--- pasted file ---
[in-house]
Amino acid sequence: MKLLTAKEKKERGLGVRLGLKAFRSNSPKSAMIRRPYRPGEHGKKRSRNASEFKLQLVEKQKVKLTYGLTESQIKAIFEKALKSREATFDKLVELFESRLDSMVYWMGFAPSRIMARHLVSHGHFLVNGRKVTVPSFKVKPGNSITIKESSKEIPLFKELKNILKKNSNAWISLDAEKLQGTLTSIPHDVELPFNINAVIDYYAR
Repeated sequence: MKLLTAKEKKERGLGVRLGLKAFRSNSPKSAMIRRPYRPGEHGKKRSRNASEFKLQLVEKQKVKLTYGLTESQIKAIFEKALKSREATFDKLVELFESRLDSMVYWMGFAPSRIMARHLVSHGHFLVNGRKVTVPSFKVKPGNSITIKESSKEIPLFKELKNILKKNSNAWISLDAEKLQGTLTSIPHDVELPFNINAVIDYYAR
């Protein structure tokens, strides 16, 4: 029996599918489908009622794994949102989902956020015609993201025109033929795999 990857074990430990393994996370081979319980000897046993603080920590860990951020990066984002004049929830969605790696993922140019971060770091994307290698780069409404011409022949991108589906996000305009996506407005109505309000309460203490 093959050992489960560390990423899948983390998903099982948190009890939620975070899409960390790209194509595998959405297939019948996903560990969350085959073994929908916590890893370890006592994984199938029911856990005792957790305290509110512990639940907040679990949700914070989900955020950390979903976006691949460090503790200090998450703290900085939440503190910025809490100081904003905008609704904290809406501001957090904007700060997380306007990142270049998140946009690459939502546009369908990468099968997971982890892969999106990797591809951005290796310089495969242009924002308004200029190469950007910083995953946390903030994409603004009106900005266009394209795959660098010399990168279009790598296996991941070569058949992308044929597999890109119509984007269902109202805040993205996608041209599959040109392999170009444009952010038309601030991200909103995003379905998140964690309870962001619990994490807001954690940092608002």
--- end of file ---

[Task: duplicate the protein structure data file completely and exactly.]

[in-house]
Amino acid sequence: MKLLTAKEKKERGLGVRLGLKAFRSNSPKSAMIRRPYRPGEHGKKRSRNASEFKLQLVEKQKVKLTYGLTESQIKAIFEKALKSREATFDKLVELFESRLDSMVYWMGFAPSRIMARHLVSHGHFLVNGRKVTVPSFKVKPGNSITIKESSKEIPLFKELKNILKKNSNAWISLDAEKLQGTLTSIPHDVELPFNINAVIDYYAR
Repeated sequence: MKLLTAKEKKERGLGVRLGLKAFRSNSPKSAMIRRPYRPGEHGKKRSRNASEFKLQLVEKQKVKLTYGLTESQIKAIFEKALKSREATFDKLVELFESRLDSMVYWMGFAPSRIMARHLVSHGHFLVNGRKVTVPSFKVKPGNSITIKESSKEIPLFKELKNILKKNSNAWISLDAEKLQGTLTSIPHDVELPFNINAVIDYYAR
């Protein structure tokens, strides 16, 4: 029996599918489908009622794994949102989902956020015609993201025109033929795999 990857074990430990393994996370081979319980000897046993603080920590860990951020990066984002004049929830969605790696993922140019971060770091994307290698780069409404011409022949991108589906996000305009996506407005109505309000309460203490 093959050992489960560390990423899948983390998903099982948190009890939620975070899409960390790209194509595998959405297939019948996903560990969350085959073994929908916590890893370890006592994984199938029911856990005792957790305290509110512990639940907040679990949700914070989900955020950390979903976006691949460090503790200090998450703290900085939440503190910025809490100081904003905008609704904290809406501001957090904007700060997380306007990142270049998140946009690459939502546009369908990468099968997971982890892969999106990797591809951005290796310089495969242009924002308004200029190469950007910083995953946390903030994409603004009106900005266009394209795959660098010399990168279009790598296996991941070569058949992308044929597999890109119509984007269902109202805040993205996608041209599959040109392999170009444009952010038309601030991200909103995003379905998140964690309870962001619990994490807001954690940092608002």